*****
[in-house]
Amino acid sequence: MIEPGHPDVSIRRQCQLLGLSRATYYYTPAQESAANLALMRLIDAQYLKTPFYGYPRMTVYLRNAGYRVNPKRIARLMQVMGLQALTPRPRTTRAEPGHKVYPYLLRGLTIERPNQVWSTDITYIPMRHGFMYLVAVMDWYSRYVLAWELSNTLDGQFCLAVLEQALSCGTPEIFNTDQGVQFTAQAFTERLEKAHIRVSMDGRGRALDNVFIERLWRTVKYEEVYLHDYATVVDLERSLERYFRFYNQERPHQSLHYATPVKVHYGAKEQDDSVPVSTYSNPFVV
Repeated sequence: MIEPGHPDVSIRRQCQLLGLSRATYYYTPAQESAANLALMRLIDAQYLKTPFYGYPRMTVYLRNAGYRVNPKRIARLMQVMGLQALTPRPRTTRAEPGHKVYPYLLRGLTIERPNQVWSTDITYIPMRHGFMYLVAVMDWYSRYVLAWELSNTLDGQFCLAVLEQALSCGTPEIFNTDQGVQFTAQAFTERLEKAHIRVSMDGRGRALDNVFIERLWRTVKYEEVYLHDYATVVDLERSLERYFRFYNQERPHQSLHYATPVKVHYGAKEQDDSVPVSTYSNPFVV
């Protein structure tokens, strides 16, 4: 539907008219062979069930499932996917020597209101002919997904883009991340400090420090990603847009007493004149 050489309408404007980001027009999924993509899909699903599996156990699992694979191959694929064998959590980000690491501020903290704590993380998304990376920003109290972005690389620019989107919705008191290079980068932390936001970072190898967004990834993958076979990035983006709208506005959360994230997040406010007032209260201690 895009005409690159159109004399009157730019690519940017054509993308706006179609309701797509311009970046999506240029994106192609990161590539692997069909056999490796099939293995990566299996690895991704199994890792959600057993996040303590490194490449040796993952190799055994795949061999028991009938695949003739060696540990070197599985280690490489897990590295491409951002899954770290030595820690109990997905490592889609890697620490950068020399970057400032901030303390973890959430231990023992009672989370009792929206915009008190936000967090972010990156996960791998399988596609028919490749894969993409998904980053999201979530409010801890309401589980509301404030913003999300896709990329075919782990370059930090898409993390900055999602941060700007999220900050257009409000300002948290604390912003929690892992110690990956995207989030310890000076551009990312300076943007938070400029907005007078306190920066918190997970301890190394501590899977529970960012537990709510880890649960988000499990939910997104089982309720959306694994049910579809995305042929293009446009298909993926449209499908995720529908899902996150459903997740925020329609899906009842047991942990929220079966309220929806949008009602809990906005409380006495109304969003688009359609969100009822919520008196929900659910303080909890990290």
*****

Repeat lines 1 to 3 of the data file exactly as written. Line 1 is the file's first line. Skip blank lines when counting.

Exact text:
[in-house]
Amino acid sequence: MIEPGHPDVSIRRQCQLLGLSRATYYYTPAQESAANLALMRLIDAQYLKTPFYGYPRMTVYLRNAGYRVNPKRIARLMQVMGLQALTPRPRTTRAEPGHKVYPYLLRGLTIERPNQVWSTDITYIPMRHGFMYLVAVMDWYSRYVLAWELSNTLDGQFCLAVLEQALSCGTPEIFNTDQGVQFTAQAFTERLEKAHIRVSMDGRGRALDNVFIERLWRTVKYEEVYLHDYATVVDLERSLERYFRFYNQERPHQSLHYATPVKVHYGAKEQDDSVPVSTYSNPFVV
Repeated sequence: MIEPGHPDVSIRRQCQLLGLSRATYYYTPAQESAANLALMRLIDAQYLKTPFYGYPRMTVYLRNAGYRVNPKRIARLMQVMGLQALTPRPRTTRAEPGHKVYPYLLRGLTIERPNQVWSTDITYIPMRHGFMYLVAVMDWYSRYVLAWELSNTLDGQFCLAVLEQALSCGTPEIFNTDQGVQFTAQAFTERLEKAHIRVSMDGRGRALDNVFIERLWRTVKYEEVYLHDYATVVDLERSLERYFRFYNQERPHQSLHYATPVKVHYGAKEQDDSVPVSTYSNPFVV